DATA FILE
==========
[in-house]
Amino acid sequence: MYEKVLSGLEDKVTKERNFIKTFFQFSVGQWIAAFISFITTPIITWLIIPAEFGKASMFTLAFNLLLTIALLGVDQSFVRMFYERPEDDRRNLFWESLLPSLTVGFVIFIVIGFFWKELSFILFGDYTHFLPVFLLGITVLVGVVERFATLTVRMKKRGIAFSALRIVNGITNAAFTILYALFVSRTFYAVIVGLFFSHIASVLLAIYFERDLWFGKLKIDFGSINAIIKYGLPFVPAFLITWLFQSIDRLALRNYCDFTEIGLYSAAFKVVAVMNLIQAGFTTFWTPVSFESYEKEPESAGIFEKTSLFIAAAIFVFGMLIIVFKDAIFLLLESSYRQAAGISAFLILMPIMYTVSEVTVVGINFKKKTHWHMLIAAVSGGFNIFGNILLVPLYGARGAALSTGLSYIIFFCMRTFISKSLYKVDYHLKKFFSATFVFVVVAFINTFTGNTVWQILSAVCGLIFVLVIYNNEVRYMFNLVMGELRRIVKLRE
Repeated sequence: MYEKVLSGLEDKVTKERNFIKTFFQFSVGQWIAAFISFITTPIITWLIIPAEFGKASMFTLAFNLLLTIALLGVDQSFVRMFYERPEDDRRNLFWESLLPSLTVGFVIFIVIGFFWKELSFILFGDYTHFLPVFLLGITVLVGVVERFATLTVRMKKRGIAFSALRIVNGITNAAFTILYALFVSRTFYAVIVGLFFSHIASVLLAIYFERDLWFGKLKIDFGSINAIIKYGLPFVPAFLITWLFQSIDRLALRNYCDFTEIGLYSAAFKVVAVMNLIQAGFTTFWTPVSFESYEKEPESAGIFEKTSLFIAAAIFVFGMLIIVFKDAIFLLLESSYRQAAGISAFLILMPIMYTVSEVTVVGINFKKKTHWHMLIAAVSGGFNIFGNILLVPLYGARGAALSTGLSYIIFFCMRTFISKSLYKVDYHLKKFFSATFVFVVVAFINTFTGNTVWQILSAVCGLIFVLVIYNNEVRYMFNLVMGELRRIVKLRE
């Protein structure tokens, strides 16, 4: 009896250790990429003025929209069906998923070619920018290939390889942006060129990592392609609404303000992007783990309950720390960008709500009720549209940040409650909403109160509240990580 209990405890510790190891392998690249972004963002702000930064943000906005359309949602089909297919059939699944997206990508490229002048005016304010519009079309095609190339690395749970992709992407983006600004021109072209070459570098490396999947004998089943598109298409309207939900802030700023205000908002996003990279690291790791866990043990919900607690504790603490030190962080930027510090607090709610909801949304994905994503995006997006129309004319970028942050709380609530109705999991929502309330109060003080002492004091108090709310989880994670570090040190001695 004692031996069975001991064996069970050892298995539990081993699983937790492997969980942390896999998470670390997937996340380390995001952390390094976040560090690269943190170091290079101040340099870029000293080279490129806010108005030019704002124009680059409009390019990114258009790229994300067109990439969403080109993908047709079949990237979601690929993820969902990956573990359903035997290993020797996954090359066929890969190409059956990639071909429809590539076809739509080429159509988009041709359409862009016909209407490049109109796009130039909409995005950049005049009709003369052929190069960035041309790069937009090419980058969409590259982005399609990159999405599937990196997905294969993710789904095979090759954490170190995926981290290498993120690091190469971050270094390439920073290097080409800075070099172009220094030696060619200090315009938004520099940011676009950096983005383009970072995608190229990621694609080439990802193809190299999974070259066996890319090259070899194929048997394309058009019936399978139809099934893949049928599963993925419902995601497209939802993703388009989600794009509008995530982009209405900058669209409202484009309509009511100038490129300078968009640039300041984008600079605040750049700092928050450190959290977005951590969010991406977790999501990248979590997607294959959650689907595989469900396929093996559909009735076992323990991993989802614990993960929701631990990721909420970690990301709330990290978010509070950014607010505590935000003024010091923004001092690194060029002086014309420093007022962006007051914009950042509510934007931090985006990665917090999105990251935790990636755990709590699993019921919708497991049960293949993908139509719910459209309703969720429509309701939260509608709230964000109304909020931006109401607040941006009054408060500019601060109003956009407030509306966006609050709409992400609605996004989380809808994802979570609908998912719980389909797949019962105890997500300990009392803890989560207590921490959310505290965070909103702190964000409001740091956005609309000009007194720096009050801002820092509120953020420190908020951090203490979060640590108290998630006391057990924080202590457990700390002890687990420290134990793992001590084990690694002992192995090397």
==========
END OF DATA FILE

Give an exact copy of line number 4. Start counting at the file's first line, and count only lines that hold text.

């Protein structure tokens, strides 16, 4: 009896250790990429003025929209069906998923070619920018290939390889942006060129990592392609609404303000992007783990309950720390960008709500009720549209940040409650909403109160509240990580 209990405890510790190891392998690249972004963002702000930064943000906005359309949602089909297919059939699944997206990508490229002048005016304010519009079309095609190339690395749970992709992407983006600004021109072209070459570098490396999947004998089943598109298409309207939900802030700023205000908002996003990279690291790791866990043990919900607690504790603490030190962080930027510090607090709610909801949304994905994503995006997006129309004319970028942050709380609530109705999991929502309330109060003080002492004091108090709310989880994670570090040190001695 004692031996069975001991064996069970050892298995539990081993699983937790492997969980942390896999998470670390997937996340380390995001952390390094976040560090690269943190170091290079101040340099870029000293080279490129806010108005030019704002124009680059409009390019990114258009790229994300067109990439969403080109993908047709079949990237979601690929993820969902990956573990359903035997290993020797996954090359066929890969190409059956990639071909429809590539076809739509080429159509988009041709359409862009016909209407490049109109796009130039909409995005950049005049009709003369052929190069960035041309790069937009090419980058969409590259982005399609990159999405599937990196997905294969993710789904095979090759954490170190995926981290290498993120690091190469971050270094390439920073290097080409800075070099172009220094030696060619200090315009938004520099940011676009950096983005383009970072995608190229990621694609080439990802193809190299999974070259066996890319090259070899194929048997394309058009019936399978139809099934893949049928599963993925419902995601497209939802993703388009989600794009509008995530982009209405900058669209409202484009309509009511100038490129300078968009640039300041984008600079605040750049700092928050450190959290977005951590969010991406977790999501990248979590997607294959959650689907595989469900396929093996559909009735076992323990991993989802614990993960929701631990990721909420970690990301709330990290978010509070950014607010505590935000003024010091923004001092690194060029002086014309420093007022962006007051914009950042509510934007931090985006990665917090999105990251935790990636755990709590699993019921919708497991049960293949993908139509719910459209309703969720429509309701939260509608709230964000109304909020931006109401607040941006009054408060500019601060109003956009407030509306966006609050709409992400609605996004989380809808994802979570609908998912719980389909797949019962105890997500300990009392803890989560207590921490959310505290965070909103702190964000409001740091956005609309000009007194720096009050801002820092509120953020420190908020951090203490979060640590108290998630006391057990924080202590457990700390002890687990420290134990793992001590084990690694002992192995090397």